LeBron James keeps showing his dominance on the court, even at 37, playing his 19th NBA season. The King is now trying to lead the Los Angeles Lakers to their second championship in three years, but the job won't be as easy as it was in the infamous Orlando bubble.
Even though the load is too heavy for a player his age, who should be saving energy for the playoffs, LeBron is still going, trying to take the Lakers to the postseason. His longevity is remarkable at many levels, and nobody knows when Father Time will finally catch up to him.
People have been waiting and predicting when that will happen, with James proving them wrong every single time. For instance, in 2016, when Bron was only 31, Colin Cowherd boldly (and wrongly) claimed The King wasn't as impactful as he used to be, pretty much saying we were seeing the beginning of the end for James.
Following the Cleveland Cavaliers 110-77 blowout loss to the Golden State Warriors in Game 2 of the Finals, Cowherd made a case for LeBron's downfall.
“He is not as impactful as he used to be,” Cowherd said on The Herd. “And it’s not like I’m watching the end of an era — LeBron is going to remain in this league. But he reminds me a little bit now of a pitcher post-Tommy John surgery, or a really great pitcher in the last three years of his career. He can throw 97 (mph) about eight to 12 times. He’s not throwing it 35 times. … You’re not going to get a 45-point night from him. Those days are over. He's not as impactful as he used to be. In the end, we're seeing the LeBron that is 31, he's not gonna chase you down and block you from behind."
Cowherd still praised Bron, saying he was the most valuable player in the league, just not at the superlative level he used to play before that season.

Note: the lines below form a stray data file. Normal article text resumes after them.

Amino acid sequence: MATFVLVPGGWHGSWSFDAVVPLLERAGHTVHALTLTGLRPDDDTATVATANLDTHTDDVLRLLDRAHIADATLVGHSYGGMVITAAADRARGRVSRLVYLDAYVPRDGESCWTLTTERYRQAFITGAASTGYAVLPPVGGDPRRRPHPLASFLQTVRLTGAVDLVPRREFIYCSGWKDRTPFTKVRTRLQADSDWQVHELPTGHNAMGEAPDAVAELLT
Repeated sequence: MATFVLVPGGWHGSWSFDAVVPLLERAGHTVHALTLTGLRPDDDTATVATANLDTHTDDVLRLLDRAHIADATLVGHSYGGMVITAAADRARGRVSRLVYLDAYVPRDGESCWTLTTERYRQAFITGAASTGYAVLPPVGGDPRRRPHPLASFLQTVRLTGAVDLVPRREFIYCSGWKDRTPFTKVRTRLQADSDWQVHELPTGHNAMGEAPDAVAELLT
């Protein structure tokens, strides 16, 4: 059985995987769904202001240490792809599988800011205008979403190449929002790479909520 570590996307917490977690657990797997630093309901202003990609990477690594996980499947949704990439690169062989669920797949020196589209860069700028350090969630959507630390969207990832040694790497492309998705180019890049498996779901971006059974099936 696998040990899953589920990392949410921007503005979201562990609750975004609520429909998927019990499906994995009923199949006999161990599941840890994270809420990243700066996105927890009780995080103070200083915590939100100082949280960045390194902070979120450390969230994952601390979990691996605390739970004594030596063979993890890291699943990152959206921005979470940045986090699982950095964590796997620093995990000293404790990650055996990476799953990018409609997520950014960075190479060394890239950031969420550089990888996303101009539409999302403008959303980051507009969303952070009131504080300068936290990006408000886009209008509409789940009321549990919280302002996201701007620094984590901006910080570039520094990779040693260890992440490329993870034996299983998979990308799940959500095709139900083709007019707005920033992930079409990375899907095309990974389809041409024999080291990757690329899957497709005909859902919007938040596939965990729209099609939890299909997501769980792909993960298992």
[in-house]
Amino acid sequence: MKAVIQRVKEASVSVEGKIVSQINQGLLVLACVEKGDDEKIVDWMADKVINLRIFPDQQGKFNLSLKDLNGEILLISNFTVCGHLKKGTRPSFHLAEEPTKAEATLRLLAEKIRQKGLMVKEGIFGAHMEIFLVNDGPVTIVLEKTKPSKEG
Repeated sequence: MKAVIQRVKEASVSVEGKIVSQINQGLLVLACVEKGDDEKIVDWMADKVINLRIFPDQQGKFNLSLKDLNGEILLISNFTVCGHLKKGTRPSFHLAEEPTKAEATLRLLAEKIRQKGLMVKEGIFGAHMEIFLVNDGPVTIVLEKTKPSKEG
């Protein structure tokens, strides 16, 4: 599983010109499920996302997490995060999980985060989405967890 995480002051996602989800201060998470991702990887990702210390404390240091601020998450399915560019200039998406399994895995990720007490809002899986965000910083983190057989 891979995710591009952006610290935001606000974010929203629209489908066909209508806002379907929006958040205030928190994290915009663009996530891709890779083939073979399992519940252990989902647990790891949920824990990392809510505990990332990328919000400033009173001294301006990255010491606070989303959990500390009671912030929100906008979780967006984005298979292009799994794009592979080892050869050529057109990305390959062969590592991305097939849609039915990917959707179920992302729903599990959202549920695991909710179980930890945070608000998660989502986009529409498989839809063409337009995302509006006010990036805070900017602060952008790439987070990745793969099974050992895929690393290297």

“I still think he’s the most valuable player in the league,” Cowherd said of James. “But the game has changed, and although he’s trying to change around it, he’s no longer an A-plus scorer and an A-plus defender and an A-plus, this, that and everything. He is really A-minus to B-plus at everything. He’s no longer Superman — he’s Batman.”
Oddly, Cowherd said all of this when LeBron was just 31. The Cleveland Cavaliers went down 3-1 against the Golden State Warriors later that series. Bron recorded back-to-back 41-point nights in Games 5 and 6 to send the series to the final match.
He closed out the series with a 27/11/11 triple-double. The Cavs beat the Warriors at home, becoming the first to return from a 3-1 deficit in the Finals. James showed his level once again, getting a clutch chase-down block on Andre Iguodala that changed the course of the game.
LBJ demonstrated he was still the best player in the league at that time. He kept doing it for many years until now, where he's still part of the elite of the game. Bron probably has had the largest prime in NBA history and it's crazy to think that Cowherd was writing him off when he was just 31.